From: [hidden email] [mailto:[hidden email]] On Behalf Of Conal Elliott
Sent: 03 October 2017 16:30
To: Simon Peyton Jones <[hidden email]>
Subject: Re: GHC rewrite rule type-checking failure

 

 

The revised example I gave earlier in the thread:

 

``` haskell

class C k where comp' :: k b c -> k a b -> k a c

 

instance C (->) where comp' = (.)

 

-- Late-inlining version to enable rewriting.

comp :: C k => k b c -> k a b -> k a c

comp = comp'

{-# INLINE [0] comp #-}

 

morph :: (a -> b) -> k a b

morph = error "morph: undefined"

 

{-# RULES "morph/(.)" forall f g. morph (g `comp` f) = morph g `comp` morph f #-}

 

-- • Could not deduce (C k) arising from a use of ‘comp’

--   from the context: C (->)

--     bound by the RULE "morph/(.)"

```

 

A hypothetical generated Core rule (tweaked slightly from Joachim's note):

 

``` haskell

forall (@ k) (@ b) (@ c) (@ a)

       ($dC :: C (->))

       (f :: a -> b) (g :: b -> c).

  morph @ k @ a @ c (comp @ (->) @ b @ c @ a $dC g f)

  = comp @ k @ b @ c @ a

      $dC'

      (morph @ k @ b @ c g)

      (morph @ k @ a @ b f)

 where

   $dC' :: C k

```

 

The new bit here is that `$dC'` is not found via matching in the LHS, but rather by instance resolution from `k`, which does appear explicitly in the LHS. If `C k` cannot be solved, the rule fails. The "where" clause here lists the dictionary variables to be instantiated by instance resolution rather than matching.

 

-- Conal

 

 

On Tue, Oct 3, 2017 at 8:01 AM, Simon Peyton Jones <[hidden email]> wrote:

But synthesising from what?

 

And currently no: there is no type-class dictionary synthesis after the type checker.  Not impossible I suppose, but one more fragility: a rule does not fire because some synthesis thing didn’t happen.    Maybe give an as-simple-as-poss example of what you have in mind, now you understand the situation better?   With all the type and dictionary abstractions written explicitly…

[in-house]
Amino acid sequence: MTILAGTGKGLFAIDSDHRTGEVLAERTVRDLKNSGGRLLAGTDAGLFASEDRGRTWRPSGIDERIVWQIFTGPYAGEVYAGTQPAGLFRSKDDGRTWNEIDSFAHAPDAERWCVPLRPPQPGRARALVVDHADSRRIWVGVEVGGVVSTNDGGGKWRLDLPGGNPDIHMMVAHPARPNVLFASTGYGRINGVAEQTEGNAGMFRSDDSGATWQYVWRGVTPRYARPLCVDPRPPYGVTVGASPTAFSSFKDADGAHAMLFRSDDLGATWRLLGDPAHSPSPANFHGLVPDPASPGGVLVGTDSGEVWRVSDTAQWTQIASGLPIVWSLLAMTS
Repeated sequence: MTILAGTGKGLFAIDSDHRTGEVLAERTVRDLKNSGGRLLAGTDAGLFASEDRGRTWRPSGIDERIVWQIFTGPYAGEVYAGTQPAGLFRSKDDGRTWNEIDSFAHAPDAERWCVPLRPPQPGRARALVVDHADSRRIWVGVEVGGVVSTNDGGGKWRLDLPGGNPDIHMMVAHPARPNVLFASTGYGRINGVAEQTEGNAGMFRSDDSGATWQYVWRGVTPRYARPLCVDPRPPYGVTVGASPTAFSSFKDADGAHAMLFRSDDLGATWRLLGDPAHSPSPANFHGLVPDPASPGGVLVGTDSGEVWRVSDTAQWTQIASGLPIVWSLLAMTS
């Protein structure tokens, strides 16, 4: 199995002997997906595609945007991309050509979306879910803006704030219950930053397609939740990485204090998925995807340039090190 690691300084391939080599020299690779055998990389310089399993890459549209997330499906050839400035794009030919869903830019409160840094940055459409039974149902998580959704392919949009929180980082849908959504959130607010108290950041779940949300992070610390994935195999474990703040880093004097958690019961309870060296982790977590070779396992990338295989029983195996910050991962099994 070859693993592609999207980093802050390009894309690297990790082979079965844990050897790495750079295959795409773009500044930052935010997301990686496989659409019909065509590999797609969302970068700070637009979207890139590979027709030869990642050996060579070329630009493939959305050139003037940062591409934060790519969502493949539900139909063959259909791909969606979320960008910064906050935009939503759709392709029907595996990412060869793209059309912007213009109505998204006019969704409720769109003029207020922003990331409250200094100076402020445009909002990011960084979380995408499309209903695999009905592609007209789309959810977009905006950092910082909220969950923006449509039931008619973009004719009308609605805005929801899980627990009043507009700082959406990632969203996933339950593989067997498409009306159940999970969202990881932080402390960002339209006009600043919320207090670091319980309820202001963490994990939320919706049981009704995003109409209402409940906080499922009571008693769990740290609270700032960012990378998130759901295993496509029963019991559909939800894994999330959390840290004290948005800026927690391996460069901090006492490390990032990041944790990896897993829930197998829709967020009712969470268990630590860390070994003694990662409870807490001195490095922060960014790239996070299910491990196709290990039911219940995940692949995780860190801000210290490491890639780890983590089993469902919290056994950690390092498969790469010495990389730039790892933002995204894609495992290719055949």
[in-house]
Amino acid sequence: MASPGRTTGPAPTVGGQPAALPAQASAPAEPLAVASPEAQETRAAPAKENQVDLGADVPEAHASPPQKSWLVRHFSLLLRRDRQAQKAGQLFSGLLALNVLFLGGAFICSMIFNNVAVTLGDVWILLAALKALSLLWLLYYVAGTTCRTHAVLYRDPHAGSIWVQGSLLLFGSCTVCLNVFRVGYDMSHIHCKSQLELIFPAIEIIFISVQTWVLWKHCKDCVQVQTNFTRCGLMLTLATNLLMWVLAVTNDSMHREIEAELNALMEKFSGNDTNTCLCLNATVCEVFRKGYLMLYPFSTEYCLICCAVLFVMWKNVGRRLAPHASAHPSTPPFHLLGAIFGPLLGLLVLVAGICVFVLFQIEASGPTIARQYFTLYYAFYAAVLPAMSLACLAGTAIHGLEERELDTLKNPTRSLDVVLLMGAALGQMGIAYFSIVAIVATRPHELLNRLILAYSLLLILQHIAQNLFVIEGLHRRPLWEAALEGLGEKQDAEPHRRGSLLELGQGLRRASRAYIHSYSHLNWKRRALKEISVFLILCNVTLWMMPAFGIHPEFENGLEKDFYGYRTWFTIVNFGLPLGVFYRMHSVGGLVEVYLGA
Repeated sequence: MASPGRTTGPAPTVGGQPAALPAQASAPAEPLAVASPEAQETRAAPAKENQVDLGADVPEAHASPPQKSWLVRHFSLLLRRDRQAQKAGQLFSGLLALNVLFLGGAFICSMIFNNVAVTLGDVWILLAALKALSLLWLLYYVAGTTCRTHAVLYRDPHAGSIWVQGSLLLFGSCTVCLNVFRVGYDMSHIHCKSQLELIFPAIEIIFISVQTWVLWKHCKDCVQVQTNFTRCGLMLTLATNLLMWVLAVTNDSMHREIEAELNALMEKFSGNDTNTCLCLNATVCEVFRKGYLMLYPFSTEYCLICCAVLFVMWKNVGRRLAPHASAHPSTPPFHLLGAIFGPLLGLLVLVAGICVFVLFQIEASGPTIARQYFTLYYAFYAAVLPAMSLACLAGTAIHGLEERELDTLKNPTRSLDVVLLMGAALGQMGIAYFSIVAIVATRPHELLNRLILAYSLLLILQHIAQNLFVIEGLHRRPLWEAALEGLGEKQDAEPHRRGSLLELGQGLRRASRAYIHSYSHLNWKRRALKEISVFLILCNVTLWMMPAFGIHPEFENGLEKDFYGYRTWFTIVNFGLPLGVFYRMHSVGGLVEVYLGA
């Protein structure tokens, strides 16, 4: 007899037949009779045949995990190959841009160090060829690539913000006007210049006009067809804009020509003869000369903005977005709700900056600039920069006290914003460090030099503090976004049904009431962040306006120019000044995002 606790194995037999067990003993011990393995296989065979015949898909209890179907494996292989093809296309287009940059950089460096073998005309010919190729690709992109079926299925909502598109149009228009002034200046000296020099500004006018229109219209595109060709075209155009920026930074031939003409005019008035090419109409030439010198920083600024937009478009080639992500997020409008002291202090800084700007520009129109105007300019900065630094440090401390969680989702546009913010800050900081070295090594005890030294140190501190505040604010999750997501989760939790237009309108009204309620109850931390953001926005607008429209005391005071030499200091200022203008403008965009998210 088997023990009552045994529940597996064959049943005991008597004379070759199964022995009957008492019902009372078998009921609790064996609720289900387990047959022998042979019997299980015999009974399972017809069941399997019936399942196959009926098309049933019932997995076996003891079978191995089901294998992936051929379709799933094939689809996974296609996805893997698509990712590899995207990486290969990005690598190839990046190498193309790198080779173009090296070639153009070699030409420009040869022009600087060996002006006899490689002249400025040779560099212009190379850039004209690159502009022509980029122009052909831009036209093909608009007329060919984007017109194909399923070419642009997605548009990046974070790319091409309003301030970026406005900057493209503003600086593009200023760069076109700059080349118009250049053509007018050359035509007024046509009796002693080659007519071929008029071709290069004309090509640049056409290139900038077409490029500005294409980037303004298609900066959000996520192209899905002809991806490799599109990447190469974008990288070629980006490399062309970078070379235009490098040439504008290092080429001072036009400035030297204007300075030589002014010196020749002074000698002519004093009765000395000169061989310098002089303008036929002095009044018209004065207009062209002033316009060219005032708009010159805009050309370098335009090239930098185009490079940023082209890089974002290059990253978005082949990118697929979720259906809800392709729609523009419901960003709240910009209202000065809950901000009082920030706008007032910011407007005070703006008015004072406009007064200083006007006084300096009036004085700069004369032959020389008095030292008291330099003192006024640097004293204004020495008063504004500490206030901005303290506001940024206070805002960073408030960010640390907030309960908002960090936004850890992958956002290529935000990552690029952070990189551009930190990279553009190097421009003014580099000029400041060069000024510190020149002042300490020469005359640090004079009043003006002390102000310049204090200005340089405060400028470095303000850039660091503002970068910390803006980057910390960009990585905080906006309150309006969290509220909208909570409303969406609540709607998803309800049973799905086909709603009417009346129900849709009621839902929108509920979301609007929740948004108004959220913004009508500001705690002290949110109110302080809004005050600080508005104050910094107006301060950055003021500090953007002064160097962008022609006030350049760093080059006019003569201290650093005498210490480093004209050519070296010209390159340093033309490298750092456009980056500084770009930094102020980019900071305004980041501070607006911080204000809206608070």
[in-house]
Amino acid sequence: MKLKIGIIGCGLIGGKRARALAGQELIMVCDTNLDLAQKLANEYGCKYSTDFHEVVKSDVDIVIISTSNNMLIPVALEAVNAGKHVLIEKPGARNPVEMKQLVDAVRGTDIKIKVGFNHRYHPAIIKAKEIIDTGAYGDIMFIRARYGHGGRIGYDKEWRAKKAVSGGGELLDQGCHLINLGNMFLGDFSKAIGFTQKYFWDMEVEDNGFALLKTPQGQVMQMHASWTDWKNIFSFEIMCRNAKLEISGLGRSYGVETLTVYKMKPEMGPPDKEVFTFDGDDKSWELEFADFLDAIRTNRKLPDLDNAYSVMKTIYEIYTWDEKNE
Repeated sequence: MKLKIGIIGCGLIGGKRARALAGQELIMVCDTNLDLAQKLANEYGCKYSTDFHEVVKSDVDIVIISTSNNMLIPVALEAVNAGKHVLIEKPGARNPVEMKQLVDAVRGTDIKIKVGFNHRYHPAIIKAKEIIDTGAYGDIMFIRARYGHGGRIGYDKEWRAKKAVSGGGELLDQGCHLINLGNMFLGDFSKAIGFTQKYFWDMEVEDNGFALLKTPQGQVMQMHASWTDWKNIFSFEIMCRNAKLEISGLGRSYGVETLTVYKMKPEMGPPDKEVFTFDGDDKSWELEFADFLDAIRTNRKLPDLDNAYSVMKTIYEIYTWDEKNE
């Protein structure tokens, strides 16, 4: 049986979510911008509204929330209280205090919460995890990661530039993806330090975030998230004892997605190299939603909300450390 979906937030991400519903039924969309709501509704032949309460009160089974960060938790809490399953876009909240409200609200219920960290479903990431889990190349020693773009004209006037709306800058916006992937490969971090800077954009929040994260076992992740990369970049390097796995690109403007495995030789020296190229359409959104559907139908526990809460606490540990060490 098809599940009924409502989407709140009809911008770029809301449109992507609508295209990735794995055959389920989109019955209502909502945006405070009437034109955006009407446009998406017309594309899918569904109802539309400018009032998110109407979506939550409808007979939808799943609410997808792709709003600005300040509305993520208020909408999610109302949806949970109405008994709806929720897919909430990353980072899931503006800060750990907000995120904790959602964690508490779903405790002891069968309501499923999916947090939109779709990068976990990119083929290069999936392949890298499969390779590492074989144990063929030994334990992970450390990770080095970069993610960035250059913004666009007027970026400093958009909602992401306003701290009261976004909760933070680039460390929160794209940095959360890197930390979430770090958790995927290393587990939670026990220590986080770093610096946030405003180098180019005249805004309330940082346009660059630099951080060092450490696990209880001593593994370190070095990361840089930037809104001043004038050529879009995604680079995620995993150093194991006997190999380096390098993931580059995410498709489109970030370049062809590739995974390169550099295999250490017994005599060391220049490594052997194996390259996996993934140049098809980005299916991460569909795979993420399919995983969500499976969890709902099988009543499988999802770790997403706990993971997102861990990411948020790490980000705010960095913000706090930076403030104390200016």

S

 

From: [hidden email] [mailto:[hidden email]] On Behalf Of Conal Elliott
Sent: 03 October 2017 15:56
To: Simon Peyton Jones <[hidden email]>


Subject: Re: GHC rewrite rule type-checking failure

 

Thanks, Simon. Your explanation make sense to me. Do you think that the rewrite rule mechanism could be enhanced to try synthesizing the needed dictionaries after LHS matching and before RHS instantiation? I'm doing as much now in my compiling-to-categories plugin, but without the convenience of using concrete syntax for the rules.

 

Regard, - Conal

 

 

On Tue, Oct 3, 2017 at 12:27 AM, Simon Peyton Jones <[hidden email]> wrote:

*   Is it feasible for GHC to combine the constraints needed LHS and RHS to form an applicability condition?

I don’t think so.

 

Remember that a rewrite rule literally rewrites LHS to RHS.  It does not conjure up any new dictionaries out of thin air.  In your example, (D k b) is needed in the result of the rewrite.  Where can it come from?  Only from something matched on the left.

 

So GHC treats any dictionaries matched on the left as “givens” and tries to solve the ones matched on the left.  If it fails you get the sort of error you see.